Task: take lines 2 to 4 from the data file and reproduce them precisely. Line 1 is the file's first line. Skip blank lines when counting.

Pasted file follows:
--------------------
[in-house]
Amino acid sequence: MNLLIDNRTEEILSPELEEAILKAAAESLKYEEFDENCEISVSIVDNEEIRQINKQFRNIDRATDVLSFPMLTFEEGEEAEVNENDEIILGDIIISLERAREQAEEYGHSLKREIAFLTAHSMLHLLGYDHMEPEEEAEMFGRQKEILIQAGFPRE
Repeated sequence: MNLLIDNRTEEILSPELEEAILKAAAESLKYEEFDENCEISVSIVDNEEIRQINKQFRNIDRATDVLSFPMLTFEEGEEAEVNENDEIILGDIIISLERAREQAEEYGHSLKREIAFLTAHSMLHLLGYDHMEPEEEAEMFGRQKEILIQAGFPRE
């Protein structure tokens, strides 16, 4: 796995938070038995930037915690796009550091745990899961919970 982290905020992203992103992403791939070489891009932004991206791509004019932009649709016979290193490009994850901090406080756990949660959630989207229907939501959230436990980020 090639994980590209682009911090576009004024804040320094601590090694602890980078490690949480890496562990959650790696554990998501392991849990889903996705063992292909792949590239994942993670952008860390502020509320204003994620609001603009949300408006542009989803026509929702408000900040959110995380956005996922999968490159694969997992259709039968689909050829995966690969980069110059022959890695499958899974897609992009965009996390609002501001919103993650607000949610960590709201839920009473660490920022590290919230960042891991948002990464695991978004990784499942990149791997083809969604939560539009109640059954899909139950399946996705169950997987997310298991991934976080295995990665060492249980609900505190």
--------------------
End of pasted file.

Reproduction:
Amino acid sequence: MNLLIDNRTEEILSPELEEAILKAAAESLKYEEFDENCEISVSIVDNEEIRQINKQFRNIDRATDVLSFPMLTFEEGEEAEVNENDEIILGDIIISLERAREQAEEYGHSLKREIAFLTAHSMLHLLGYDHMEPEEEAEMFGRQKEILIQAGFPRE
Repeated sequence: MNLLIDNRTEEILSPELEEAILKAAAESLKYEEFDENCEISVSIVDNEEIRQINKQFRNIDRATDVLSFPMLTFEEGEEAEVNENDEIILGDIIISLERAREQAEEYGHSLKREIAFLTAHSMLHLLGYDHMEPEEEAEMFGRQKEILIQAGFPRE
């Protein structure tokens, strides 16, 4: 796995938070038995930037915690796009550091745990899961919970 982290905020992203992103992403791939070489891009932004991206791509004019932009649709016979290193490009994850901090406080756990949660959630989207229907939501959230436990980020 090639994980590209682009911090576009004024804040320094601590090694602890980078490690949480890496562990959650790696554990998501392991849990889903996705063992292909792949590239994942993670952008860390502020509320204003994620609001603009949300408006542009989803026509929702408000900040959110995380956005996922999968490159694969997992259709039968689909050829995966690969980069110059022959890695499958899974897609992009965009996390609002501001919103993650607000949610960590709201839920009473660490920022590290919230960042891991948002990464695991978004990784499942990149791997083809969604939560539009109640059954899909139950399946996705169950997987997310298991991934976080295995990665060492249980609900505190």